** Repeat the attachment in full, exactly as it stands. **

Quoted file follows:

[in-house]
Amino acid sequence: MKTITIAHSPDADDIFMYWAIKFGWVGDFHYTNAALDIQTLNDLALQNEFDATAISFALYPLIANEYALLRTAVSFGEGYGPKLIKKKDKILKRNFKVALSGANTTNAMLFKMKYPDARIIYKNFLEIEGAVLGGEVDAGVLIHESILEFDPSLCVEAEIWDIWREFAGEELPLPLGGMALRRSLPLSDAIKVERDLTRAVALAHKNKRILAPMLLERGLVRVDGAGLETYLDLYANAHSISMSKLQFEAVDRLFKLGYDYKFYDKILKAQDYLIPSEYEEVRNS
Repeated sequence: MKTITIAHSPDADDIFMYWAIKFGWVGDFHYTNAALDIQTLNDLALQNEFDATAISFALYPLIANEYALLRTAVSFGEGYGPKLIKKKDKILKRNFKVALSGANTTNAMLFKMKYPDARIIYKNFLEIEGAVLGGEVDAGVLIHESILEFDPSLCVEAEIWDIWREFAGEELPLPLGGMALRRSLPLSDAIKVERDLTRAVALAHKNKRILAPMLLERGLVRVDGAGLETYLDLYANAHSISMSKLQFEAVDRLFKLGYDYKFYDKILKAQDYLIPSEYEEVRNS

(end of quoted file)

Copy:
[in-house]
Amino acid sequence: MKTITIAHSPDADDIFMYWAIKFGWVGDFHYTNAALDIQTLNDLALQNEFDATAISFALYPLIANEYALLRTAVSFGEGYGPKLIKKKDKILKRNFKVALSGANTTNAMLFKMKYPDARIIYKNFLEIEGAVLGGEVDAGVLIHESILEFDPSLCVEAEIWDIWREFAGEELPLPLGGMALRRSLPLSDAIKVERDLTRAVALAHKNKRILAPMLLERGLVRVDGAGLETYLDLYANAHSISMSKLQFEAVDRLFKLGYDYKFYDKILKAQDYLIPSEYEEVRNS
Repeated sequence: MKTITIAHSPDADDIFMYWAIKFGWVGDFHYTNAALDIQTLNDLALQNEFDATAISFALYPLIANEYALLRTAVSFGEGYGPKLIKKKDKILKRNFKVALSGANTTNAMLFKMKYPDARIIYKNFLEIEGAVLGGEVDAGVLIHESILEFDPSLCVEAEIWDIWREFAGEELPLPLGGMALRRSLPLSDAIKVERDLTRAVALAHKNKRILAPMLLERGLVRVDGAGLETYLDLYANAHSISMSKLQFEAVDRLFKLGYDYKFYDKILKAQDYLIPSEYEEVRNS